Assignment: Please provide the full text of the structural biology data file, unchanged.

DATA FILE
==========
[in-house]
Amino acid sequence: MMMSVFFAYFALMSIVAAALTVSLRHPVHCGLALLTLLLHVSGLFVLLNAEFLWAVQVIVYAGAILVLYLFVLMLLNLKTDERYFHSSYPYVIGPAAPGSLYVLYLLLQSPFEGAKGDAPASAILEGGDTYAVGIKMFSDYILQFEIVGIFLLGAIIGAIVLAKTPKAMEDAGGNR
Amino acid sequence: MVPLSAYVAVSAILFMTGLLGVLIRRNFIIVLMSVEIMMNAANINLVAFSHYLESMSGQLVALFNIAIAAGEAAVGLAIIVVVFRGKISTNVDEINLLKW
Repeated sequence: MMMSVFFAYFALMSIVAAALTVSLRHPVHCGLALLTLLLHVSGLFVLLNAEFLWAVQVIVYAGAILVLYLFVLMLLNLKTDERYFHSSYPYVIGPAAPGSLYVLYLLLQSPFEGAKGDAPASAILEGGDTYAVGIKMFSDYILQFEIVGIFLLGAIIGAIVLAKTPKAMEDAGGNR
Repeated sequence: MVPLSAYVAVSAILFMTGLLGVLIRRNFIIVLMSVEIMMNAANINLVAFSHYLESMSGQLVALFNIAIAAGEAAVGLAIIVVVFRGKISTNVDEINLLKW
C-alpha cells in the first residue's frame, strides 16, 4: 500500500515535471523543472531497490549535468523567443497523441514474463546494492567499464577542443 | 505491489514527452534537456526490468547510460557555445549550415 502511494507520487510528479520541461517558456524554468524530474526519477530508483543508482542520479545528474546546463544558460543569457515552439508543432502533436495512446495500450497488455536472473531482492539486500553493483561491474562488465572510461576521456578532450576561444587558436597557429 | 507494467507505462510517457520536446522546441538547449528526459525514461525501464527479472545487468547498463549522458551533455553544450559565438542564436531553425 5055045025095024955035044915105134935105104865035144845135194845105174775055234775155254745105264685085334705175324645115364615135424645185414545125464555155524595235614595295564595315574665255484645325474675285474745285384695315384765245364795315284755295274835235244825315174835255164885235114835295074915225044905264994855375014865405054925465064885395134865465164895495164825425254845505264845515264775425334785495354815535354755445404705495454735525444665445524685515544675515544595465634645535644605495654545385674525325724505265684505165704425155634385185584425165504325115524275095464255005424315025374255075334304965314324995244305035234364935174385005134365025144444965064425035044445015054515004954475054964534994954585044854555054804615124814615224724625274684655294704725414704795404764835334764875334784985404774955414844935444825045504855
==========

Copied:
[in-house]
Amino acid sequence: MMMSVFFAYFALMSIVAAALTVSLRHPVHCGLALLTLLLHVSGLFVLLNAEFLWAVQVIVYAGAILVLYLFVLMLLNLKTDERYFHSSYPYVIGPAAPGSLYVLYLLLQSPFEGAKGDAPASAILEGGDTYAVGIKMFSDYILQFEIVGIFLLGAIIGAIVLAKTPKAMEDAGGNR
Amino acid sequence: MVPLSAYVAVSAILFMTGLLGVLIRRNFIIVLMSVEIMMNAANINLVAFSHYLESMSGQLVALFNIAIAAGEAAVGLAIIVVVFRGKISTNVDEINLLKW
Repeated sequence: MMMSVFFAYFALMSIVAAALTVSLRHPVHCGLALLTLLLHVSGLFVLLNAEFLWAVQVIVYAGAILVLYLFVLMLLNLKTDERYFHSSYPYVIGPAAPGSLYVLYLLLQSPFEGAKGDAPASAILEGGDTYAVGIKMFSDYILQFEIVGIFLLGAIIGAIVLAKTPKAMEDAGGNR
Repeated sequence: MVPLSAYVAVSAILFMTGLLGVLIRRNFIIVLMSVEIMMNAANINLVAFSHYLESMSGQLVALFNIAIAAGEAAVGLAIIVVVFRGKISTNVDEINLLKW
C-alpha cells in the first residue's frame, strides 16, 4: 500500500515535471523543472531497490549535468523567443497523441514474463546494492567499464577542443 | 505491489514527452534537456526490468547510460557555445549550415 502511494507520487510528479520541461517558456524554468524530474526519477530508483543508482542520479545528474546546463544558460543569457515552439508543432502533436495512446495500450497488455536472473531482492539486500553493483561491474562488465572510461576521456578532450576561444587558436597557429 | 507494467507505462510517457520536446522546441538547449528526459525514461525501464527479472545487468547498463549522458551533455553544450559565438542564436531553425 5055045025095024955035044915105134935105104865035144845135194845105174775055234775155254745105264685085334705175324645115364615135424645185414545125464555155524595235614595295564595315574665255484645325474675285474745285384695315384765245364795315284755295274835235244825315174835255164885235114835295074915225044905264994855375014865405054925465064885395134865465164895495164825425254845505264845515264775425334785495354815535354755445404705495454735525444665445524685515544675515544595465634645535644605495654545385674525325724505265684505165704425155634385185584425165504325115524275095464255005424315025374255075334304965314324995244305035234364935174385005134365025144444965064425035044445015054515004954475054964534994954585044854555054804615124814615224724625274684655294704725414704795404764835334764875334784985404774955414844935444825045504855